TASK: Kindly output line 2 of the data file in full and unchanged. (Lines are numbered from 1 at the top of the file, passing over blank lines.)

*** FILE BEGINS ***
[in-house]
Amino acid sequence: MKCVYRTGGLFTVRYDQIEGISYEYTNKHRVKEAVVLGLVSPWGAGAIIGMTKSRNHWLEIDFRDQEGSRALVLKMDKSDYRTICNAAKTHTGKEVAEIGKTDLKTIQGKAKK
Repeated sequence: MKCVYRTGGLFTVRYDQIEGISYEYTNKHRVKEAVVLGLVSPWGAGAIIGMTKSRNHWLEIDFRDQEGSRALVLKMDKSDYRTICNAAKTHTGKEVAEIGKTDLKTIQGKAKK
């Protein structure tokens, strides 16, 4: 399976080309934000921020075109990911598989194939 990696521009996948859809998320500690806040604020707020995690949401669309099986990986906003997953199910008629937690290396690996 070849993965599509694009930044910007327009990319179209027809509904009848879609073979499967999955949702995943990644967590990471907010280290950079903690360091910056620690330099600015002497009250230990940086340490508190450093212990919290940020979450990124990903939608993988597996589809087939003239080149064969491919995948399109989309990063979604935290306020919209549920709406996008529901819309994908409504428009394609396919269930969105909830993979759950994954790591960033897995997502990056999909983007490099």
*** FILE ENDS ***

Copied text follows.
Amino acid sequence: MKCVYRTGGLFTVRYDQIEGISYEYTNKHRVKEAVVLGLVSPWGAGAIIGMTKSRNHWLEIDFRDQEGSRALVLKMDKSDYRTICNAAKTHTGKEVAEIGKTDLKTIQGKAKK